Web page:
• Delivering analytical and characterisation excellence in nanomaterial risk assessment: a tiered approach

    Delivering analytical and characterisation excellence in nanomaterial risk assessment: a tiered approach

  • Introducing confidence, adaptability and clarity into nanomaterial risk assessment

    Introducing confidence, adaptability and clarity into nanomaterial risk assessment

  • Facilitating decision-making in choice of techniques and SOPs

    Facilitating decision-making in choice of techniques and SOPs

Pursuing analytical and characterisation excellence in nanomaterial risk assessment

Nanomaterials are man-made materials of a size thousands of times smaller than the width of a human hair. They have fascinated scientists and industry with their unique and unpredictable properties, which have given rise to an endless variety of new applications in every sector of technology and medicine. As a result, an ever-increasing number of nanomaterials are entering the market in everyday products spanning from healthcare and leisure to electronics, cosmetics and foodstuffs. However, the novelty in exploitable properties may be mirrored by new hazards and, in order to manage these, a well-founded and robust legislative framework that will ensure safe development of nano-enabled products is needed.

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How to overcome the data gaps in nanomaterial risk assessment

Between 500 and 2,000 nanomaterials (NMs) are expected to be placed on the EU market at volumes of at least 1 ton/year and are consequently affected by registration obligations under REACH and other legislations (e.g., for cosmetics). Testing of these NMs and updating the registration dossiers would entail costs of between €50 million and €315 million based on the proposed amendments to REACH guidelines for nanoforms. In silico approaches like QSAR, grouping or read-across, which are currently absent for NMs in large part as a result of data fragmentation and inaccessibility, would reduce this cost dramatically by removing the need for extensive laboratory and animal testing and would additionally improve our understanding of the biological and molecular mechanisms of toxicity of NMs. Douglas Connect will present at Nano Korea 2018 efforts for building a pan-European nanosafety knowledge infrastructure for organizing data, making it publicly accessible as well as integrating computational tools for risk assessment and decision support. Special focus will be on collection and management of data and experimental procedures annotated with rich metadata towards a complete characterization of the tested NM with respect to its physicochemical properties as well as human and environmental adversity.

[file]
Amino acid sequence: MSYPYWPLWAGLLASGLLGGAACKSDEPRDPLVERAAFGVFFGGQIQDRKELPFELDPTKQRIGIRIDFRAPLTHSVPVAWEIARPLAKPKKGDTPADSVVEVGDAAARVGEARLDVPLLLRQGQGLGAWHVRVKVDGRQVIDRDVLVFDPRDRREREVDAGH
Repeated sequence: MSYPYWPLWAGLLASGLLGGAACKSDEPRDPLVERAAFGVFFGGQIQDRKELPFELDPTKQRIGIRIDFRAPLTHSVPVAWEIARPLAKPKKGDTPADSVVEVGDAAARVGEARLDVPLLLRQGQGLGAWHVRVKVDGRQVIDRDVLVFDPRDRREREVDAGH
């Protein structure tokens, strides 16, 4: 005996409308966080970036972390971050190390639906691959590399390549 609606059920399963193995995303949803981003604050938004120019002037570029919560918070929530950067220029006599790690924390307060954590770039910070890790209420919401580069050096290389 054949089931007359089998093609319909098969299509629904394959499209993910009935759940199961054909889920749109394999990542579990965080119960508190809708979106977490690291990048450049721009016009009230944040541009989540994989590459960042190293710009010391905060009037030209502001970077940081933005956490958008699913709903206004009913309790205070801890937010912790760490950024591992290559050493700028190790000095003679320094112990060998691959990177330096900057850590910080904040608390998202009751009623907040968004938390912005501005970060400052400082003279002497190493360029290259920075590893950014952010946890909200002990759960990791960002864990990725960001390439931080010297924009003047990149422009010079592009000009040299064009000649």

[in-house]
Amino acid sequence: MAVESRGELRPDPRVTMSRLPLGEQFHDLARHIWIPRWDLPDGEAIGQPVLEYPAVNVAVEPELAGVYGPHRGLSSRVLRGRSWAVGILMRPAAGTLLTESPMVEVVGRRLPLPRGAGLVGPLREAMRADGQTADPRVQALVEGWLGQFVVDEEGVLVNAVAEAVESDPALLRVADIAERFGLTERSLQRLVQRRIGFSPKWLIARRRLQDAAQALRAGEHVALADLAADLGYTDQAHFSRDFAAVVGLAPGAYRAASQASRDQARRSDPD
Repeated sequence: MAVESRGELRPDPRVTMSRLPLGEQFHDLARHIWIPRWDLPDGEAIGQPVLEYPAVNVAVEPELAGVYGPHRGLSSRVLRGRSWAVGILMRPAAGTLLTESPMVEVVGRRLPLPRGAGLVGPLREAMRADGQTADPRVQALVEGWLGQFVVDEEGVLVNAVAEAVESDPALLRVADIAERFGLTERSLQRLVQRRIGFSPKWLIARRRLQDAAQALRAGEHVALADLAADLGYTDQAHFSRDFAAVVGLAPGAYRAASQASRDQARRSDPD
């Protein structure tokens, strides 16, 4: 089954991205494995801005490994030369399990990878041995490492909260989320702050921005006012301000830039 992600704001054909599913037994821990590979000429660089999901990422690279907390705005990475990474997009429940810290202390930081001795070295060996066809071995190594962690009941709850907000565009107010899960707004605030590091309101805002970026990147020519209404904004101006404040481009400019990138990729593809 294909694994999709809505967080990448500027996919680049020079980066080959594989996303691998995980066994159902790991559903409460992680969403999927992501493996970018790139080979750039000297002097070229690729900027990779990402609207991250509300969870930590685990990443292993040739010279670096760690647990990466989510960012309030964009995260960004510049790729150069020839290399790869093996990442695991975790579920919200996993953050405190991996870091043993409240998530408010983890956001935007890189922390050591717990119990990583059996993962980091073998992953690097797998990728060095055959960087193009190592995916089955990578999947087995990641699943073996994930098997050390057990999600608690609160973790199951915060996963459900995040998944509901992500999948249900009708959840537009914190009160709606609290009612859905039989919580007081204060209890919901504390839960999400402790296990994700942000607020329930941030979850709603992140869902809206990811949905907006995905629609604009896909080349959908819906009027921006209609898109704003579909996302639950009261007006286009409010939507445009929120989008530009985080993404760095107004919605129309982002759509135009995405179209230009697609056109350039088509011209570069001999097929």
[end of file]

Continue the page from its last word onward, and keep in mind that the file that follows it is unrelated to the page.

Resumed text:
This work was started in the eNanoMapper project delivering a nanomaterial ontology and a database concept and will be now continued in the NanoCommons and OpenRiskNet projects. Besides the successes in harmonization of data formats for standard methods, the ACEnano data warehouse concept will be presented as a specific example imposing high demands on the protocol and data management since early stages of method development and optimization without clear standard procedures have to be covered.

Royal Society of Chemistry – NPL Symposium, save the date!

Nanoparticle concentration – critical needs and state-of-the-art measurement symposium will be held on 24 April 2018 at Burlington House, London, organised by the Analytical Division East Anglia Region of the Royal Society of Chemistry (RSC) and the National Physical Laboratory (NPL).

It will bring together academics, measurement experts, instrument manufacturers, nanomaterials producers and industries interested in their use and applications to:

  • Discuss the state-of-the-art of nanoparticle analysis with focus on nanoparticle number concentration.
  • Present new methods to measure absolute nanoparticle concentration with low uncertainty, alongside the capabilities of a range of commercially available instrumentation.
  • Identify needs and potential pathways to address current limitations in methods, reference materials and protocols.
  • Discuss industrial requirements in the framework of product development, regulatory requirements and the development of standards.

Information of ACEnano will be displayed at the booth of one of its partners, PostNova Analytics. Feel free to ask them about our project!

More information here.

Stakeholder consultation on needs for nanomaterial physicochemical characterisation

ACEnano is running an online consultation for stakeholders with analytical characterisation needs in nanotechnology. The consultation is seeking to identify stakeholders who are interested in working with ACEnano to improve the project’s delivery of relevant and useful methodologies, tools and training materials for nanomaterial characterisation. The consultation can be found here and runs until 15th December 2017. 

Please take part on this consultation! The questionnaire should take no more than 5 minutes to complete and your responses will help to steer the project strategy towards your nanomaterial analysis needs.

Relevant papers published by Hanyang University

Hanyang University, member of ACEnano consortium, have recently published two relevant papers in which ACEnano project is acknowledged:

  • Enhancement of Catalytic Activity of Reduced Graphene Oxide Via Transition Metal Doping Strategy: HGLee_RGO_NanoResLett2017.pdf
  • Structural colour of unary and binary colloidal crystals probed by scanning transmission X-ray microscopy and optical microscopy Nho_STXM_PC_SciRep2017.pdf

Hope you find them interesting!

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